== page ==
The amount of Australian aid money that will go to health and education in Papua New Guinea is being predicted to increase as a result of a rejig of the aid budget for that country.
The Australian Foreign Minister's advised his PNG counterpart that the number of aid advisers to PNG will be cut by more than a third over the next two years.
PNG receives more than 450 million US dollars a year in aid funding, almost half of which goes to nearly 500 technical advisers or contractors.
The head of the Melanesia Programme at the Australian international policy think tank, the Lowy Institute, says it's not easy to measure the benefits of longer-term policy work done in areas such as social justice.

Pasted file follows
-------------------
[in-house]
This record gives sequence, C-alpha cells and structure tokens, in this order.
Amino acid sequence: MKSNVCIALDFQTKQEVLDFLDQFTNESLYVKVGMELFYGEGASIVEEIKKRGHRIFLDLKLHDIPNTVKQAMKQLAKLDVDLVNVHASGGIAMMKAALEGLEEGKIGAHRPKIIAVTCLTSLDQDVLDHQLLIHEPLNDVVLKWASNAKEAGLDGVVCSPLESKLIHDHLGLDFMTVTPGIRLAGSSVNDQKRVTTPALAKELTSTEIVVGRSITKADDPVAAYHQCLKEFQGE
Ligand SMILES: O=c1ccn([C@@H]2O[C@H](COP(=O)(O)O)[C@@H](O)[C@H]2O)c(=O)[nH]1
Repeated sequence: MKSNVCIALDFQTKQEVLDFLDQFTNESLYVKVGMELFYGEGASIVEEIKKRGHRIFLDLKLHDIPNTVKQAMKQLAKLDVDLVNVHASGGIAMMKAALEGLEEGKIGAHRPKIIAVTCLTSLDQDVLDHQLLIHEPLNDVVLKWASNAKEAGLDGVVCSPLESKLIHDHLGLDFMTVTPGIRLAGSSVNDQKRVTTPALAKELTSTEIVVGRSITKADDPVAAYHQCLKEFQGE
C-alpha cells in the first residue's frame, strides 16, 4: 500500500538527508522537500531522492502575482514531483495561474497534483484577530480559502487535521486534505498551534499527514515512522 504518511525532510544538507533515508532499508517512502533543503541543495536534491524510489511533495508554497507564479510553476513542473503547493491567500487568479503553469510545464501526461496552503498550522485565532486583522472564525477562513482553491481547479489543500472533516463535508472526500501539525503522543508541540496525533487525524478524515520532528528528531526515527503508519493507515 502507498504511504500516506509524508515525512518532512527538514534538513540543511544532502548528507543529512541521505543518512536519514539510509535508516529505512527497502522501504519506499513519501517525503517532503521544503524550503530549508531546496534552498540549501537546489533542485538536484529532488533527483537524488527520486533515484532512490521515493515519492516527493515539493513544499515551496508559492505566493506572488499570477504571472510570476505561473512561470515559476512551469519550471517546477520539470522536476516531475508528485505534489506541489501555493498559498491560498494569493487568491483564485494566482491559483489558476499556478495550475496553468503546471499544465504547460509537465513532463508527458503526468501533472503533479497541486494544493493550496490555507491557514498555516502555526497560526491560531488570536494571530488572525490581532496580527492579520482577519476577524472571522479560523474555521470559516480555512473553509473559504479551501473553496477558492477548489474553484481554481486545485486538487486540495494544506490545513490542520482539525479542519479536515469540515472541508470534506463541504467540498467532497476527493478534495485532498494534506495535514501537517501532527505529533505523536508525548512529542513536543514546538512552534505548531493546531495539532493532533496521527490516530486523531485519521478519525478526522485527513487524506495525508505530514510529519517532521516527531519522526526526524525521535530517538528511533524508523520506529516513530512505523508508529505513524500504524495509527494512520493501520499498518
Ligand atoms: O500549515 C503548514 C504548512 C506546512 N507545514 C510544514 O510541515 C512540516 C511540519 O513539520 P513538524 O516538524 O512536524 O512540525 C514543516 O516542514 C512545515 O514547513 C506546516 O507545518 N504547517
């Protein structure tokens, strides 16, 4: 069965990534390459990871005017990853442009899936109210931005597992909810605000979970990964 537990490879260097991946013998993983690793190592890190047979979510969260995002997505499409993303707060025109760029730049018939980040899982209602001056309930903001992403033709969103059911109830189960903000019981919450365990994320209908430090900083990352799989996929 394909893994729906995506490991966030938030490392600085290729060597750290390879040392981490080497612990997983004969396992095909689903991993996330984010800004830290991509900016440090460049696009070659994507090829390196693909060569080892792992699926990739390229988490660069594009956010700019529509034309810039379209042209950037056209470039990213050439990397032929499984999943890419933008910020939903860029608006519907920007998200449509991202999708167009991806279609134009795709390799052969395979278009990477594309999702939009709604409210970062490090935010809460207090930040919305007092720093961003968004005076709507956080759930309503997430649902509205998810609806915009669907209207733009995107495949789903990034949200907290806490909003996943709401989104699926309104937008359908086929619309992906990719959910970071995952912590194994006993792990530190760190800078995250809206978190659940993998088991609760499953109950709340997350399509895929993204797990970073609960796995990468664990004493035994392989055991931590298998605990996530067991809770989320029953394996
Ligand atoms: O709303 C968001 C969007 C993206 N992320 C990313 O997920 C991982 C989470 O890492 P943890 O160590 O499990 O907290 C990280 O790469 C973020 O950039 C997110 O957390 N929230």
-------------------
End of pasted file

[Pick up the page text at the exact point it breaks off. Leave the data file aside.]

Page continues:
Jenny Hayward-Jones says at the recent United Nations summit in New York there was a lot of interest in seeing quicker outcomes on the 2015 Millennium Development Goals.
"Papua New Guinea is I believe the one country in the region that is looking like it's failing on all of them just in terms of timeframe. So there's certainly an imperative there to improve the outcome and to do that you need to improve service delivery in health and education, there's no getting around that."
The head of the Melanesia Programme at the Lowy Institute, Jenny Hayward-Jones.